Recent research by Zendesk found that support tickets can increase by around 42% during the holiday season. We are in the middle of the holiday season now so how can your customer support team deflect some of those tickets and cope during the rush? The Zendesk team published some of their ideas on a great blog here. These are the most compelling ideas from the Zendesk list:

  1. Build a great FAQ list; most customers try to fix problems themselves before ever contacting the customer service team on any channel. This means that if you have posted solutions to common problems on a FAQ list with good keywords then a customer asking a question on Google should easily find the answer, fix the problem, and feel happy – and never once call the customer service team. In some cases it can be appropriate to record video content and short tutorials so customers searching online find this helpful content on sites such as YouTube.
  2. Employ bots; try testing bots on channels such as online chat, so simple questions are answered automatically. Ensure that customers can always transfer to a real person easily to ensure satisfaction is high, but don’t rule out bots as unhelpful. Zendesk cites the example of Dollar Shave Club who found that bots could handle 20% of the customer questions automatically – that’s a lot of effort removed from the support process.
  3. Use chat and connect it to your CRM; make sure that advisors get credit when their chat helps to secure a sale and ensure your CRM is hooked up to chat so advisors can pick up on support tickets that require a follow up message. Thinking about how to integrate chat more tightly into the contact centre can really be helpful as it is a powerful channel for customers shopping or browsing on mobile devices.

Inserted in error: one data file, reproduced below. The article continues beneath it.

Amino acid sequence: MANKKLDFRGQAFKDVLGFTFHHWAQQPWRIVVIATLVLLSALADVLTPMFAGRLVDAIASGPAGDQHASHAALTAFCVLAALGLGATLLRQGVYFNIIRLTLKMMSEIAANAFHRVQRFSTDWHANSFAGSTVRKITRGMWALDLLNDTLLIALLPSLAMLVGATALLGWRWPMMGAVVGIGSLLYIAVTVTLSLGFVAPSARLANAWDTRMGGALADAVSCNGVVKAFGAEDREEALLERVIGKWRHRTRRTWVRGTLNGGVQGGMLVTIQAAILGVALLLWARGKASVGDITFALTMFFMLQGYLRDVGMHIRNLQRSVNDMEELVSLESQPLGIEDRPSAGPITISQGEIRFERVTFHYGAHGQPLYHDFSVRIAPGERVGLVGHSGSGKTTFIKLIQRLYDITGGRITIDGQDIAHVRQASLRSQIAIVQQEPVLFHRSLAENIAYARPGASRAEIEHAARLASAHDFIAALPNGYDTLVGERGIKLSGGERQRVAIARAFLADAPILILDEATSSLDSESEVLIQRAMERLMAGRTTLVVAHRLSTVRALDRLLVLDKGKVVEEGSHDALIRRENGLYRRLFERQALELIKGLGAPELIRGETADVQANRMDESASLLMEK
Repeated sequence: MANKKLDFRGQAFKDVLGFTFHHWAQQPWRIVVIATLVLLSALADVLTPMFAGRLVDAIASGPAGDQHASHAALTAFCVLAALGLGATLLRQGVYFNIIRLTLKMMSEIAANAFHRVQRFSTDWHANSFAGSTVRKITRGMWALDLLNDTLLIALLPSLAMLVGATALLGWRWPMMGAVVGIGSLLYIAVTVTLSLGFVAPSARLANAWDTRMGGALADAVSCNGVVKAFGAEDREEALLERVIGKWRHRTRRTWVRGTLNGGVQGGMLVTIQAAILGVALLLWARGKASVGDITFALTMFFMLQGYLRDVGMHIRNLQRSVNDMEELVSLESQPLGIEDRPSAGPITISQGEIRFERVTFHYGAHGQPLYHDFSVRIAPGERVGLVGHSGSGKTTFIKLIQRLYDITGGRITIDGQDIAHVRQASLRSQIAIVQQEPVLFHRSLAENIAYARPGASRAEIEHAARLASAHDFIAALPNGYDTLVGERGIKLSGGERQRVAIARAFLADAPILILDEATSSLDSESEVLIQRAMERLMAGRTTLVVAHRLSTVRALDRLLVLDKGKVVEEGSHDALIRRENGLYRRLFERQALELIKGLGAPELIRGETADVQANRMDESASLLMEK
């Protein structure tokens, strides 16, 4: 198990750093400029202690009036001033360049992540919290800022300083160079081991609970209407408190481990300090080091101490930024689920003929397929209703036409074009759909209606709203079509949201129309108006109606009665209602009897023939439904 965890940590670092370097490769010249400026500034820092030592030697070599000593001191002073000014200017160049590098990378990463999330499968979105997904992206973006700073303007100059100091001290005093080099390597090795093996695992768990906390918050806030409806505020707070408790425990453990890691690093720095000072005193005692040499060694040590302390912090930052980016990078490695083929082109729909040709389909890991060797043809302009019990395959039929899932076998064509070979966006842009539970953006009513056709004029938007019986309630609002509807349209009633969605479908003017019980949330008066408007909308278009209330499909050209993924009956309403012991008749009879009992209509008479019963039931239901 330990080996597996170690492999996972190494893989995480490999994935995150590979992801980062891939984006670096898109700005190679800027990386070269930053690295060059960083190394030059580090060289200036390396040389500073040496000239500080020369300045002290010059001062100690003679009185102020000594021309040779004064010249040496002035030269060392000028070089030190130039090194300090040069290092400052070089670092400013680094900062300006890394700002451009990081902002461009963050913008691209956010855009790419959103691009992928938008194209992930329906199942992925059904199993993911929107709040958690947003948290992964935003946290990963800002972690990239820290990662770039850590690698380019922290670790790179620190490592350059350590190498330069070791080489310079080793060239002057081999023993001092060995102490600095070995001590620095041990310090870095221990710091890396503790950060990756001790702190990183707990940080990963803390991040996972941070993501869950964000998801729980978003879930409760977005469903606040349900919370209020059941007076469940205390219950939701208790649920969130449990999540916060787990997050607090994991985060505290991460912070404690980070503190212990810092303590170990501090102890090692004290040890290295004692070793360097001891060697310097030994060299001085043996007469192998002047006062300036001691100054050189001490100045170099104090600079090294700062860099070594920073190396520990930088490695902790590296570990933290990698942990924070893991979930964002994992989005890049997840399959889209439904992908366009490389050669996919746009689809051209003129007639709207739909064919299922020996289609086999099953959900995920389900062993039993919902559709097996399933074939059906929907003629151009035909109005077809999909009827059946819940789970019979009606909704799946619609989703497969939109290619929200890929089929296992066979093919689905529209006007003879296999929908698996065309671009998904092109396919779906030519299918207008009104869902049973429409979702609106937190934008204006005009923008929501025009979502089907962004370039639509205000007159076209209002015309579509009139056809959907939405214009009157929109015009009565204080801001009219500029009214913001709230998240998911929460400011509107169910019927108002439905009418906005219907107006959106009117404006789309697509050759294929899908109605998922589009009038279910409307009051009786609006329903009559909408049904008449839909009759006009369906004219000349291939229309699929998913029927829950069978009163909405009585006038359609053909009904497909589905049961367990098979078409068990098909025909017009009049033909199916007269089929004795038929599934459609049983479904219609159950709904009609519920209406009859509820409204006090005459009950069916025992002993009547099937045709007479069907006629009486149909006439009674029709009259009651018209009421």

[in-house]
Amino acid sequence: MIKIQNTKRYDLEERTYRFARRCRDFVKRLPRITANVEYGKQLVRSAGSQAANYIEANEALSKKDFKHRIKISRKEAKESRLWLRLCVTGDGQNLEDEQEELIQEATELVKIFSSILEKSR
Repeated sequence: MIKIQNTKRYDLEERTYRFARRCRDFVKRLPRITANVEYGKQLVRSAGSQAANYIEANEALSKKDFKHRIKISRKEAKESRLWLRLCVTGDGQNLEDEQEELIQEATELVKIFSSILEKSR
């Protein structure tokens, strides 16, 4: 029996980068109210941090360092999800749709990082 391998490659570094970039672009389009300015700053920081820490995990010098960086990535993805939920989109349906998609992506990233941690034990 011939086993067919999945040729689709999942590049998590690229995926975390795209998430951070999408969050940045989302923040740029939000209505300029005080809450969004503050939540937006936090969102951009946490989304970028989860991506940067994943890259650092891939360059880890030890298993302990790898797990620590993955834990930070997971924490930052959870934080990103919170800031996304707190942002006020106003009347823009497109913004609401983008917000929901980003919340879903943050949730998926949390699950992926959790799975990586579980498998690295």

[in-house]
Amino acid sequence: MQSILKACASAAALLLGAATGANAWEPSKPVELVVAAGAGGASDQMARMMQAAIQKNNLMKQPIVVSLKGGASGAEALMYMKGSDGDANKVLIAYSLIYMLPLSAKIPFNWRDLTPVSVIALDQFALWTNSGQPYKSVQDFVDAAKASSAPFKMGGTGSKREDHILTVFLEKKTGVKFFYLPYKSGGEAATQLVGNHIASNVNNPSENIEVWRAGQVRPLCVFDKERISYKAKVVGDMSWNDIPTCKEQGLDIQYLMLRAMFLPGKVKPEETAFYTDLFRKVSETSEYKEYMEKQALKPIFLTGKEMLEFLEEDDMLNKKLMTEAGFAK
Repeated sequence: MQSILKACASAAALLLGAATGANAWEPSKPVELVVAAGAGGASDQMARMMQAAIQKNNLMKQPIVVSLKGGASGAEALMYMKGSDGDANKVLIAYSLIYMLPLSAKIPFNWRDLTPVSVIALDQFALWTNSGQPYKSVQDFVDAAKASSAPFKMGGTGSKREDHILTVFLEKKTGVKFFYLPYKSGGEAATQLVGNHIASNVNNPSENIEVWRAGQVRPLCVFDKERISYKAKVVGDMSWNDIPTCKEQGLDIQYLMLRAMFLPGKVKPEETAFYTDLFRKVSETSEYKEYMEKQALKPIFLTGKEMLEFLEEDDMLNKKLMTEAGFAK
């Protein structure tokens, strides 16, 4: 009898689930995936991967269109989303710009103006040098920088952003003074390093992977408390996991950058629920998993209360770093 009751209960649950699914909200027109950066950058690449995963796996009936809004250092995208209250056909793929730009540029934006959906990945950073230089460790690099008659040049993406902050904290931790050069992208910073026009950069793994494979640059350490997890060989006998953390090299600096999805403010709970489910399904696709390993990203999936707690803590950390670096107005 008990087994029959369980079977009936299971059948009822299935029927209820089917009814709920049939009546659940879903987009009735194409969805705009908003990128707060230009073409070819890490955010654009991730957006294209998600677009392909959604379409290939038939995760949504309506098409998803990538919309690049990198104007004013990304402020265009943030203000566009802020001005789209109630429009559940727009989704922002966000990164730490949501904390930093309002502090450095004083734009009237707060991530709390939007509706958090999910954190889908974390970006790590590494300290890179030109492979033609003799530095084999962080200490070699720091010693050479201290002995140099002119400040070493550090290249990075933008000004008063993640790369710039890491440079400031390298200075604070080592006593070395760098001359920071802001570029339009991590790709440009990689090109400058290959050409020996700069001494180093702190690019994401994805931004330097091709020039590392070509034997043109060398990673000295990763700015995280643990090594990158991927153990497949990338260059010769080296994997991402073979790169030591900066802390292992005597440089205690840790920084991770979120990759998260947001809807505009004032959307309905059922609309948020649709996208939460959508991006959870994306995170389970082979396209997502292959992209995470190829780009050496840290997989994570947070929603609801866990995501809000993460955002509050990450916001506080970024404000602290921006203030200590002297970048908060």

Zendesk has a few more ideas listed on their blog, but I thought that these are the most compelling. In particular, the point about giving customers information so that they never even need to try contacting the customer service team. The Dell computer company is a great example of a brand that employs this process – search for a problem with any Dell computer and you will probably see a Dell video on YouTube explaining how to resolve the problem. Those videos are all produced in-house at their own TV studio and not only help to keep their customers satisfied, they drastically reduce the number of customers that need to get in touch with the brand. Let me know your thoughts by leaving a comment here, or get in touch on LinkedIn.